14 intriguing facts about famous books
We here at Bright Side believe that every book has an untold secret or a great hidden story behind it. If you haven’t heard them, it doesn’t mean they don’t exist. Today, we decided to share some of those secrets with you. Book lovers, enjoy!
1. If you think that reading fine detective fiction gives you nothing in terms of practical knowledge, the story that stands behind Agatha Christie’s The Pale Horse will prove you wrong. In fact, the detailed description of thallium poisoning given by the author, who herself had worked in a hospital and then a pharmacy, actually saved real lives. In 1977, a girl in a London hospital was suffering from an unknown disease that doctors were having a hard time identifying. A nurse, who happened to be a fan of detective stories, realized that the patient’s symptoms were typical for thallium poisoning, as described in The Pale Horse. Eventually, the doctors saved the girl’s life.
2. A famous dystopian novel by Ray Bradbury, Fahrenheit 451 is believed to derive its name from the fact that paper catches fire and burns at this temperature. The truth is paper does catch fire and burn at 451 degrees, but on the Celsius scale and not the Fahrenheit. As the author of the book explained later, the mix-up with the temperature scales was an honest mistake — a fire security specialist, who Bradbury consulted when choosing a name for his book, simply confused the Celsius and Fahrenheit scales of temperatures.
3. The phrase ’Two plus two equals five’ is notably used in chapter seven of George Orwell’s novel Nineteen Eighty-Four. It is believed to have come from the Soviet Union’s idea of achieving a five-year economic boost in just four years starting from 1928.
4. Barbara Remington, an American artist, was to create a cover for the 1965 paperback edition of The Hobbit and The Lord of the Rings. The illustrator most certainly didn’t have a chance to read the book before she submitted her artworks. As a result, on the cover of the book we can see a frog, a lizard, two emus, and some sort of a tree with pink bulbs on the top. Welcome to Middle Earth!
5. Leo Tolstoy actually developed a skeptical attitude towards his world-famous masterpiece War and Peace. In January 1871, he sent a letter to his friend Afanasy Fet, in which he wrote, ’How happy I am...that I shall never again write such verbose rubbish like War.’
6. J.K. Rowling finished her Harry Potter and the Sorcerer’s Stone back in 1995. The literary agent who agreed to represent Rowling submitted the manuscript to twelve publishing houses. It was rejected by every one of them. A year later the book was approved by editor Barry Cunningham from Bloomsbury, a publishing house in London. Although they agreed to publish the book, Cunningham says that he advised Rowling to get a day job, since she had little chance of making money doing what she did — writing children’s books.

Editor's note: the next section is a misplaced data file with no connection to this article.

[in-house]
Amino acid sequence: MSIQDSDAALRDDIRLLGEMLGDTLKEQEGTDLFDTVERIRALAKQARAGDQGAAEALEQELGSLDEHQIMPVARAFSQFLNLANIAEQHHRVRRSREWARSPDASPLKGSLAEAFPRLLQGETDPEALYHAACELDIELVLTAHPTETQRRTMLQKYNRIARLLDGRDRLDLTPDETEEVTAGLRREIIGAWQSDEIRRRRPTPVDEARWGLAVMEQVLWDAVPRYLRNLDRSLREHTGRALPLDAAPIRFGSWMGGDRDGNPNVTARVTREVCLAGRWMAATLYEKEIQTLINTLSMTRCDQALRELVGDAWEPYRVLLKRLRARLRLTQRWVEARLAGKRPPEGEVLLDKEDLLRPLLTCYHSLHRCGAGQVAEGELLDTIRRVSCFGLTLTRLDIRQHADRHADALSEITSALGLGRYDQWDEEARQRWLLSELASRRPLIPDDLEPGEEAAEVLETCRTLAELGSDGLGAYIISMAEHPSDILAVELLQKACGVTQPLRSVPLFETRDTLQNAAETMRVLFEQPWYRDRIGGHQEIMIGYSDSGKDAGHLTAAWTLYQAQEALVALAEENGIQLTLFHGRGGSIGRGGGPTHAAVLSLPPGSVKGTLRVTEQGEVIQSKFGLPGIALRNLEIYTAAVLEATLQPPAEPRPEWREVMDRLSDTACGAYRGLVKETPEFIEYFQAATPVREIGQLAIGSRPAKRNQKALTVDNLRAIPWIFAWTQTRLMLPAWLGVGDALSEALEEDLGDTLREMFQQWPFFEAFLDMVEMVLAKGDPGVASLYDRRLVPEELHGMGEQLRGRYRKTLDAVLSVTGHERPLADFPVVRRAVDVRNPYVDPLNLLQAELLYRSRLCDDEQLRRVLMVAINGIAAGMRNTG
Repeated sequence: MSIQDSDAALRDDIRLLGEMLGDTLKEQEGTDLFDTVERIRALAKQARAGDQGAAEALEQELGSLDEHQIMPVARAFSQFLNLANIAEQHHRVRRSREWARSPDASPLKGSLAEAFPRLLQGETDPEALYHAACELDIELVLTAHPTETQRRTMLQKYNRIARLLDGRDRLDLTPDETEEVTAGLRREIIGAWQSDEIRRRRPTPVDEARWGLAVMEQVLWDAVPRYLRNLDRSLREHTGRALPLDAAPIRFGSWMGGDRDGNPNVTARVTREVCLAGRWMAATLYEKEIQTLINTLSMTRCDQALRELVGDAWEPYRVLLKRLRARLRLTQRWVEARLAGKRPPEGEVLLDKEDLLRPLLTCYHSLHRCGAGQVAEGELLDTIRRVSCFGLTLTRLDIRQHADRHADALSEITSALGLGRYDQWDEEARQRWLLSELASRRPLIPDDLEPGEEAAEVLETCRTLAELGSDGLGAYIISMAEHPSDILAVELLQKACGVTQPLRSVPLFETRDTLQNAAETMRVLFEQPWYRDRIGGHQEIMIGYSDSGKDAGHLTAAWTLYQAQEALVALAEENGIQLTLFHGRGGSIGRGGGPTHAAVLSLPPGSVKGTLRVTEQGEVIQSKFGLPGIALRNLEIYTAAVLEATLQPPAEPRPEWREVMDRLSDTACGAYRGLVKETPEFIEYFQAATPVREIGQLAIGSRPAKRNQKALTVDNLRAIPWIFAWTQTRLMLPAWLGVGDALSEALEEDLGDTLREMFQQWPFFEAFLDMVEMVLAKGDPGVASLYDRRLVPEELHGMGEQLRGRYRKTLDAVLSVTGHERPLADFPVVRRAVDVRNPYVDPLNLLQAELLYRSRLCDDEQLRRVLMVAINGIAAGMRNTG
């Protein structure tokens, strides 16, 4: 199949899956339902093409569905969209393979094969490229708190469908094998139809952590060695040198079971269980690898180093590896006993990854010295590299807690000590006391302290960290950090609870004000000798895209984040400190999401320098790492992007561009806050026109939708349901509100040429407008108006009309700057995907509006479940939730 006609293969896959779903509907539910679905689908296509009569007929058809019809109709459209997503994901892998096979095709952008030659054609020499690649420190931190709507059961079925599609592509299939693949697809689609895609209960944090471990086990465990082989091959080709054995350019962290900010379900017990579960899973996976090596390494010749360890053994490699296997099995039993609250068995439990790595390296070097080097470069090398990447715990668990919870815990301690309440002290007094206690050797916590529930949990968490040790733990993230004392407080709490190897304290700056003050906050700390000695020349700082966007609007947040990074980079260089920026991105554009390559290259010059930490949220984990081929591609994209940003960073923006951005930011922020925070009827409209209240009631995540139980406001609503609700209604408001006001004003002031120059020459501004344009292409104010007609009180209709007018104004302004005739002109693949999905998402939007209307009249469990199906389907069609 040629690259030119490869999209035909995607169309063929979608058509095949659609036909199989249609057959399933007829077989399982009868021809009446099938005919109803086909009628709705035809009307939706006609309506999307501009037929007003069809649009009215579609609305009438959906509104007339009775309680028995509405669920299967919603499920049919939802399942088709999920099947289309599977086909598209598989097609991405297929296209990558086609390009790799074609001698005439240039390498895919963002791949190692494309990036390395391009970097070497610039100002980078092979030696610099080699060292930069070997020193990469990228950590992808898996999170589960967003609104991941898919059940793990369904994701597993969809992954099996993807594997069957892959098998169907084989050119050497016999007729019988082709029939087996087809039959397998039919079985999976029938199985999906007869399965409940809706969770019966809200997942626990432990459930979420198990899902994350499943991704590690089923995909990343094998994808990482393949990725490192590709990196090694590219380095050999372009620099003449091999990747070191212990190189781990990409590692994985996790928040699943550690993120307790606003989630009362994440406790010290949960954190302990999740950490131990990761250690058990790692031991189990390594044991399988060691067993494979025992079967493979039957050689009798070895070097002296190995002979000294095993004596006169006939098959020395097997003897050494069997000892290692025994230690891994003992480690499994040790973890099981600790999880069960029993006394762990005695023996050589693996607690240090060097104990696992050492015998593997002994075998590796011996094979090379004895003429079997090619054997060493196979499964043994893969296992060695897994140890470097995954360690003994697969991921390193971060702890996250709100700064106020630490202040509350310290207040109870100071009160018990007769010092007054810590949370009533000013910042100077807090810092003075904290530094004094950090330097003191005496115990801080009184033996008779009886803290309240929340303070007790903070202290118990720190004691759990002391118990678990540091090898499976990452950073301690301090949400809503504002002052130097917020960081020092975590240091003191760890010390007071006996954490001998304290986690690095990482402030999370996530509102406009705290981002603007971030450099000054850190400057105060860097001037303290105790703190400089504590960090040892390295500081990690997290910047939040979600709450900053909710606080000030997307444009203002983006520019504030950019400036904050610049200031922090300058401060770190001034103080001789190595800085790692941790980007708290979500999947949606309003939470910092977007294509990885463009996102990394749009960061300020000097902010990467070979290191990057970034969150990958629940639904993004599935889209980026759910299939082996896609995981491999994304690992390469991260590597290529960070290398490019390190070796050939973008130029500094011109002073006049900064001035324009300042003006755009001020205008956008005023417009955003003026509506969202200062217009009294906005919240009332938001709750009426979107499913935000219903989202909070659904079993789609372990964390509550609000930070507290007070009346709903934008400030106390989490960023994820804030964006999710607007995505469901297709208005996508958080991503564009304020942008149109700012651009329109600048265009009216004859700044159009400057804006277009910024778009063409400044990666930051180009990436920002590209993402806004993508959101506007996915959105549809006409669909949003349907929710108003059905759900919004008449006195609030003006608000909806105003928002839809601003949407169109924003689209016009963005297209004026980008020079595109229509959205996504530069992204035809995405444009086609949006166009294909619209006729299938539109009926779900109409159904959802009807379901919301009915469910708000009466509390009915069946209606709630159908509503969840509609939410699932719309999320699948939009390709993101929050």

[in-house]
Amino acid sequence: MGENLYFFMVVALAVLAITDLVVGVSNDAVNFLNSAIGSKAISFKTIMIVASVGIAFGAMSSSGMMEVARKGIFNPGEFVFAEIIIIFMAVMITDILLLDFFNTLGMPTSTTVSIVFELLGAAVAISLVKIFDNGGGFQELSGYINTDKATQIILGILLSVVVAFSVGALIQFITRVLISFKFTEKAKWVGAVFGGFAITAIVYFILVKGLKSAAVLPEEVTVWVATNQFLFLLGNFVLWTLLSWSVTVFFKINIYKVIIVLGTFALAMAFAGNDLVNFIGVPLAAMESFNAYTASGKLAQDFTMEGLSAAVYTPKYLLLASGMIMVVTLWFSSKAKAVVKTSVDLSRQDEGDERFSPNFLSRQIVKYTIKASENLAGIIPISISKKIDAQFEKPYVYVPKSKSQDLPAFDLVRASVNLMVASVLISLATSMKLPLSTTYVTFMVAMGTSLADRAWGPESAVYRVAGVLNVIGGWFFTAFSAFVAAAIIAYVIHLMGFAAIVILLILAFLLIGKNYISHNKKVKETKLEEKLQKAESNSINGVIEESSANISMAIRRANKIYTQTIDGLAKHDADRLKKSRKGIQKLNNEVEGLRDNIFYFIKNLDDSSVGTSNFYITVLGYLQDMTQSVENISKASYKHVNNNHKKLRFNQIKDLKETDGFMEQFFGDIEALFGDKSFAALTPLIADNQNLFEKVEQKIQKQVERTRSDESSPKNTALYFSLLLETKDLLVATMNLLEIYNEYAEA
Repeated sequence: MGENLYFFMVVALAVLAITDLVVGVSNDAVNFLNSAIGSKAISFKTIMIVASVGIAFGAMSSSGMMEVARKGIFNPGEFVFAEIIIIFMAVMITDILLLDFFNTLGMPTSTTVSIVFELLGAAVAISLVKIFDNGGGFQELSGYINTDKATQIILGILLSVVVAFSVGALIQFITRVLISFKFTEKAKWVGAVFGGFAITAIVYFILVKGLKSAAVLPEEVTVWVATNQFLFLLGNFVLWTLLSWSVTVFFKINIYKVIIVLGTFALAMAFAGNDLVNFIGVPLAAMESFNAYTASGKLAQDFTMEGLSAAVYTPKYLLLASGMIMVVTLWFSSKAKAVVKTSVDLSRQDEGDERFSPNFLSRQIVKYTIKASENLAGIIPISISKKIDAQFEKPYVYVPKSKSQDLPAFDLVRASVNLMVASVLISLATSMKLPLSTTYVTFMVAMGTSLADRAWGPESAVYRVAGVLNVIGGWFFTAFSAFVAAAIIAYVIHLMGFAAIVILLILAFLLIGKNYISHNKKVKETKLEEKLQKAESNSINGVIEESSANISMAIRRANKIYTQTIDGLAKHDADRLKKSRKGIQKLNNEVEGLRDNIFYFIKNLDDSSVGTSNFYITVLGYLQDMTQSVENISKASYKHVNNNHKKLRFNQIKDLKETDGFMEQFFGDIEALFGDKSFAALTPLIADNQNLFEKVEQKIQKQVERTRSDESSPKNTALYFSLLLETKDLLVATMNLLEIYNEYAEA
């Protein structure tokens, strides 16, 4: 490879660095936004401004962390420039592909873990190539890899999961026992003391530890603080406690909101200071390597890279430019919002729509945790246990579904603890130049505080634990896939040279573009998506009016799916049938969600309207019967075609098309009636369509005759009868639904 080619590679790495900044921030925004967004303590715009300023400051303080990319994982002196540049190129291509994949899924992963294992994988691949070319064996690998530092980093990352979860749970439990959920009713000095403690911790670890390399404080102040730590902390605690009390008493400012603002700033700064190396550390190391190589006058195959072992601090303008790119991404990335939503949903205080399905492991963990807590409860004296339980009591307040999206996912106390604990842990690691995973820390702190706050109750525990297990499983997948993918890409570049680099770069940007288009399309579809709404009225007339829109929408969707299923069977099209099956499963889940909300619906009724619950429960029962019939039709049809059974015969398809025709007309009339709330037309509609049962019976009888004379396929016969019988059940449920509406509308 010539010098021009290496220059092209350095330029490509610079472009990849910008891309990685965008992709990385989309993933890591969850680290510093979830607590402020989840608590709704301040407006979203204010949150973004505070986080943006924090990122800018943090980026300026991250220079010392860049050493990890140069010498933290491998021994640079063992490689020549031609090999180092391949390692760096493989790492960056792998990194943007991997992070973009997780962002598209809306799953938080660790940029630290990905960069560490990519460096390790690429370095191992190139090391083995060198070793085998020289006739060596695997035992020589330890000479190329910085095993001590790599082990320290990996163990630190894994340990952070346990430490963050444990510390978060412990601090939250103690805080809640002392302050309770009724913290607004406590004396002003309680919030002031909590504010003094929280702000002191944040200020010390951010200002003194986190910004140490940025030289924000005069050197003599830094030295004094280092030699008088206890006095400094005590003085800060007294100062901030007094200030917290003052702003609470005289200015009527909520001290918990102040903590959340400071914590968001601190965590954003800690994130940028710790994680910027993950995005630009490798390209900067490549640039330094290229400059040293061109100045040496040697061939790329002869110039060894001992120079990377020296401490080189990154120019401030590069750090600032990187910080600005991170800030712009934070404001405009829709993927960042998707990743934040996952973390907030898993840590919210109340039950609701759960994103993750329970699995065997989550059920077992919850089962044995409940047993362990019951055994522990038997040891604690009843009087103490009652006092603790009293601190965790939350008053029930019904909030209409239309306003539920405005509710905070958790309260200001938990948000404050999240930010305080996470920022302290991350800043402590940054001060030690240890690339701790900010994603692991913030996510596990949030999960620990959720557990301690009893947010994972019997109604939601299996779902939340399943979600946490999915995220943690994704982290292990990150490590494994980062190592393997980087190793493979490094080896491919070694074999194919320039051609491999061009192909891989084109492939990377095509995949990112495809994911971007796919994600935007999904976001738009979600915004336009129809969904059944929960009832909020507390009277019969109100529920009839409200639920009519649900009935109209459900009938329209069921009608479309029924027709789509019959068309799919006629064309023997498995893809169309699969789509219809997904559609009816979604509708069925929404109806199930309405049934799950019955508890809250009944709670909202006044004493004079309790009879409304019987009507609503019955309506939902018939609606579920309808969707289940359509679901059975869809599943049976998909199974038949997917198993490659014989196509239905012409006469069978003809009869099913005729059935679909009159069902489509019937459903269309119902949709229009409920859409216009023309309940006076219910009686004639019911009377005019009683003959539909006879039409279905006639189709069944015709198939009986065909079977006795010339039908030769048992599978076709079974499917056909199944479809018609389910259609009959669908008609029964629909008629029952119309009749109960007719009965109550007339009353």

7. Victor Hugo was on vacation when his Les Misérables was published in 1862. Being curious about the reaction to his work, he sent a single-character telegram to his publisher Hurst and Blackett: a question mark — ’?’ The publisher replied with a single exclamation mark ’!’ to indicate the success the book had. It was probably the shortest correspondence in history.
8. A fictional sea song from Robert Louis Stevenson’s Treasure Island goes: ’Fifteen men on the dead man’s chest...Yo-ho-ho, and a bottle of rum!’ Many suppose that ’Yo-ho-ho’ stands for pirates’ laughter. However, this is not quite true. This chant was used by seamen while hauling ropes or performing other strenuous work as a team.
9. Ian Fleming, the author of the James Bond series, started writing what would become his first book, Casino Royale, in Jamaica. Being a keen birdwatcher himself, Fleming came across the book of the American ornithologist named James Bond. He found the name to be very brief, unromantic, and yet very masculine. In the twentieth James Bond movie, Die Another Day, the fictional Bond examines the book of James Bond entitled ’Birds of the West Indies’ in one of the scenes in Havana, Cuba. Later he meets a girl and introduces himself as an ornithologist.
10. Mark Twain used to say that his manuscript for Tom Sawyer was the first one ever written on a typewriter. Researchers and Twain’s biographers, however, state that the first book ever fully written on a typewriter was his Life on the Mississippi.
11. Aladdin, one of the main characters of Arabian Nights, or the One Thousand and One Nights told by Scheherazade, was actually a Chinese guy living on the streets of China.
12. The Narrative of Arthur Gordon Pym of Nantucket by the American writer Edgar Allan Poe features at least one spooky coincidental scene. When a breeze turned into a violent storm, only four of the whole team managed to survive on a small raft without provisions. The men decided to draw lots to decide which of them should be sacrificed as food for the other three. The unlucky man’s name was Richard Parker. A striking coincidence between that scene in Poe’s novel and an actual event occurred in 1884, when a group of four seamen found themselves in the exact same situation as was told in the book: they ate a sailor named Richard Parker. Later, they said that they had never read the novel by Poe.
13. Jane Austen started her now-famous Pride and Prejudice right after she turned 21. The publishers rejected her work, and the novel was left unpublished for 15 years. Only after Sense and Sensibility became a huge success in 1811 could she publish her very first literary work.
14. Surprisingly enough, the best-selling book in Great Britain (since records began) with sales of 5.3 million copies is Fifty Shades of Grey.